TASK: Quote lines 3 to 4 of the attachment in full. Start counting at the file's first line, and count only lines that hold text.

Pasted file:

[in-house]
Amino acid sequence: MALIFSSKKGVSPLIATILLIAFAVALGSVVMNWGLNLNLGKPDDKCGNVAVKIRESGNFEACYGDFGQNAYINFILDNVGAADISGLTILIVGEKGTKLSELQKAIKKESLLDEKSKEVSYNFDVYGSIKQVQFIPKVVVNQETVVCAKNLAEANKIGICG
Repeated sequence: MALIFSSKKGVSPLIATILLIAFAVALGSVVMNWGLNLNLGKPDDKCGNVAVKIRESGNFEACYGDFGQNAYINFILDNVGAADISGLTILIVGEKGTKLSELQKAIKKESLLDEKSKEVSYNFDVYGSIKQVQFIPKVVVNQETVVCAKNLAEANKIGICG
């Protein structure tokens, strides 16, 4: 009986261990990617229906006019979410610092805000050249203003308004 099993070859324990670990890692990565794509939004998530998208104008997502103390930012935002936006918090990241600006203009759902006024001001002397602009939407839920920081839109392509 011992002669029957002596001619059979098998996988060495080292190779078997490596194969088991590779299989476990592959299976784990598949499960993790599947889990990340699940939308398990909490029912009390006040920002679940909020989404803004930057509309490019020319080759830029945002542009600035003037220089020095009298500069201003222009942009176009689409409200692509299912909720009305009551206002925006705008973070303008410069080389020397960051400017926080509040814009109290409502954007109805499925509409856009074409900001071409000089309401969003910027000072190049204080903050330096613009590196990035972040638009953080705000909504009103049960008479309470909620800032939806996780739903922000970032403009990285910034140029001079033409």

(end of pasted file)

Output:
Repeated sequence: MALIFSSKKGVSPLIATILLIAFAVALGSVVMNWGLNLNLGKPDDKCGNVAVKIRESGNFEACYGDFGQNAYINFILDNVGAADISGLTILIVGEKGTKLSELQKAIKKESLLDEKSKEVSYNFDVYGSIKQVQFIPKVVVNQETVVCAKNLAEANKIGICG
């Protein structure tokens, strides 16, 4: 009986261990990617229906006019979410610092805000050249203003308004 099993070859324990670990890692990565794509939004998530998208104008997502103390930012935002936006918090990241600006203009759902006024001001002397602009939407839920920081839109392509 011992002669029957002596001619059979098998996988060495080292190779078997490596194969088991590779299989476990592959299976784990598949499960993790599947889990990340699940939308398990909490029912009390006040920002679940909020989404803004930057509309490019020319080759830029945002542009600035003037220089020095009298500069201003222009942009176009689409409200692509299912909720009305009551206002925006705008973070303008410069080389020397960051400017926080509040814009109290409502954007109805499925509409856009074409900001071409000089309401969003910027000072190049204080903050330096613009590196990035972040638009953080705000909504009103049960008479309470909620800032939806996780739903922000970032403009990285910034140029001079033409």